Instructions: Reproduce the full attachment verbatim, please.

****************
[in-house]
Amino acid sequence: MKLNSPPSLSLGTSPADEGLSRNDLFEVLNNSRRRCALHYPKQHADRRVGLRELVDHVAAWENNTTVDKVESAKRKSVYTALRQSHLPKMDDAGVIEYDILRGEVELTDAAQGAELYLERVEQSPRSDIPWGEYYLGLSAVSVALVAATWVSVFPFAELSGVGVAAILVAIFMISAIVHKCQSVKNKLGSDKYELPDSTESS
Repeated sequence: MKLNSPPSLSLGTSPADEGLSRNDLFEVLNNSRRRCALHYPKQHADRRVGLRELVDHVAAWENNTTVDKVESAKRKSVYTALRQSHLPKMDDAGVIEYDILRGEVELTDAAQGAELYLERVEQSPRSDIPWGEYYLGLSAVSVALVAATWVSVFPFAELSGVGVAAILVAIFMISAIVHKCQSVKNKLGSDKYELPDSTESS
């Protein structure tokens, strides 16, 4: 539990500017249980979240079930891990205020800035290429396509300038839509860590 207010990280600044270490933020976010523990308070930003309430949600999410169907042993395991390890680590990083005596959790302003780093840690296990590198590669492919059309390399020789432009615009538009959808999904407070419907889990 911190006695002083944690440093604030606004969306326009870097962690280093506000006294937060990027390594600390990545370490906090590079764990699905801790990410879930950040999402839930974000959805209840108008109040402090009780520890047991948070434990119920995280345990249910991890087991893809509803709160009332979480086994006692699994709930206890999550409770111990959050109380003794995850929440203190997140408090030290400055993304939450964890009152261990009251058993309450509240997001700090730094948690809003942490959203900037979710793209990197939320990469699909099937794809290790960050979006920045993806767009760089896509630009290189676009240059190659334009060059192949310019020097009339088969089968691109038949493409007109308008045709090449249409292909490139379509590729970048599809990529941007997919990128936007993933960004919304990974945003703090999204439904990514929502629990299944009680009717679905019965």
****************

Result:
[in-house]
Amino acid sequence: MKLNSPPSLSLGTSPADEGLSRNDLFEVLNNSRRRCALHYPKQHADRRVGLRELVDHVAAWENNTTVDKVESAKRKSVYTALRQSHLPKMDDAGVIEYDILRGEVELTDAAQGAELYLERVEQSPRSDIPWGEYYLGLSAVSVALVAATWVSVFPFAELSGVGVAAILVAIFMISAIVHKCQSVKNKLGSDKYELPDSTESS
Repeated sequence: MKLNSPPSLSLGTSPADEGLSRNDLFEVLNNSRRRCALHYPKQHADRRVGLRELVDHVAAWENNTTVDKVESAKRKSVYTALRQSHLPKMDDAGVIEYDILRGEVELTDAAQGAELYLERVEQSPRSDIPWGEYYLGLSAVSVALVAATWVSVFPFAELSGVGVAAILVAIFMISAIVHKCQSVKNKLGSDKYELPDSTESS
């Protein structure tokens, strides 16, 4: 539990500017249980979240079930891990205020800035290429396509300038839509860590 207010990280600044270490933020976010523990308070930003309430949600999410169907042993395991390890680590990083005596959790302003780093840690296990590198590669492919059309390399020789432009615009538009959808999904407070419907889990 911190006695002083944690440093604030606004969306326009870097962690280093506000006294937060990027390594600390990545370490906090590079764990699905801790990410879930950040999402839930974000959805209840108008109040402090009780520890047991948070434990119920995280345990249910991890087991893809509803709160009332979480086994006692699994709930206890999550409770111990959050109380003794995850929440203190997140408090030290400055993304939450964890009152261990009251058993309450509240997001700090730094948690809003942490959203900037979710793209990197939320990469699909099937794809290790960050979006920045993806767009760089896509630009290189676009240059190659334009060059192949310019020097009339088969089968691109038949493409007109308008045709090449249409292909490139379509590729970048599809990529941007997919990128936007993933960004919304990974945003703090999204439904990514929502629990299944009680009717679905019965």